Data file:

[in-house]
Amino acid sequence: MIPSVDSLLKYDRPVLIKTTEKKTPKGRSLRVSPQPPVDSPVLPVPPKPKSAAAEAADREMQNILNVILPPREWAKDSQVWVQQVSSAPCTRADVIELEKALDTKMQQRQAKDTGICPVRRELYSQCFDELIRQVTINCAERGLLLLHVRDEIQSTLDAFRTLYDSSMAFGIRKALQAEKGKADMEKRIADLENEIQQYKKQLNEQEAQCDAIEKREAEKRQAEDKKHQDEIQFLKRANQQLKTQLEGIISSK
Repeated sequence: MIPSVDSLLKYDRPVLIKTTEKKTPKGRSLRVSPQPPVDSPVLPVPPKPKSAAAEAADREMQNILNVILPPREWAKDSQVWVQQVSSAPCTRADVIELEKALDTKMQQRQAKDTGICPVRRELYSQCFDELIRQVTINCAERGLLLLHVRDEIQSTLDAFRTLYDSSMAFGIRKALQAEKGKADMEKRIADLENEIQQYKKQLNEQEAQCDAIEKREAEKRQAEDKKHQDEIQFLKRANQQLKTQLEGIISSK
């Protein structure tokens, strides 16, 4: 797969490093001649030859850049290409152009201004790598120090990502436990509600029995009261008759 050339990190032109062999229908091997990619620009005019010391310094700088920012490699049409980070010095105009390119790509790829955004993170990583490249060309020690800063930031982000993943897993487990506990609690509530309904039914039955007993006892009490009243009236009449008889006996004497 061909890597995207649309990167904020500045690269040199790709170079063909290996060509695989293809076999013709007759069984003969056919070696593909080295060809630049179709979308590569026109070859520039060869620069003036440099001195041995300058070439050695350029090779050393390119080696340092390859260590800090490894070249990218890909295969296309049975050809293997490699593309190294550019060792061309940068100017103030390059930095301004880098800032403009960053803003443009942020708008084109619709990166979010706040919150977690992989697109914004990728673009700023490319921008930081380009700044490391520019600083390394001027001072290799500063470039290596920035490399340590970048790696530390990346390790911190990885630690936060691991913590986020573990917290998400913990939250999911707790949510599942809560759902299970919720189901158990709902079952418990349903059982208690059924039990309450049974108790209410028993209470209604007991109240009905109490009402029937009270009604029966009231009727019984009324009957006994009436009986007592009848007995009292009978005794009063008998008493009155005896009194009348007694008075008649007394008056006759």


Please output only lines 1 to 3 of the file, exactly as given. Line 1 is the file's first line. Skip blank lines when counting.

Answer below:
[in-house]
Amino acid sequence: MIPSVDSLLKYDRPVLIKTTEKKTPKGRSLRVSPQPPVDSPVLPVPPKPKSAAAEAADREMQNILNVILPPREWAKDSQVWVQQVSSAPCTRADVIELEKALDTKMQQRQAKDTGICPVRRELYSQCFDELIRQVTINCAERGLLLLHVRDEIQSTLDAFRTLYDSSMAFGIRKALQAEKGKADMEKRIADLENEIQQYKKQLNEQEAQCDAIEKREAEKRQAEDKKHQDEIQFLKRANQQLKTQLEGIISSK
Repeated sequence: MIPSVDSLLKYDRPVLIKTTEKKTPKGRSLRVSPQPPVDSPVLPVPPKPKSAAAEAADREMQNILNVILPPREWAKDSQVWVQQVSSAPCTRADVIELEKALDTKMQQRQAKDTGICPVRRELYSQCFDELIRQVTINCAERGLLLLHVRDEIQSTLDAFRTLYDSSMAFGIRKALQAEKGKADMEKRIADLENEIQQYKKQLNEQEAQCDAIEKREAEKRQAEDKKHQDEIQFLKRANQQLKTQLEGIISSK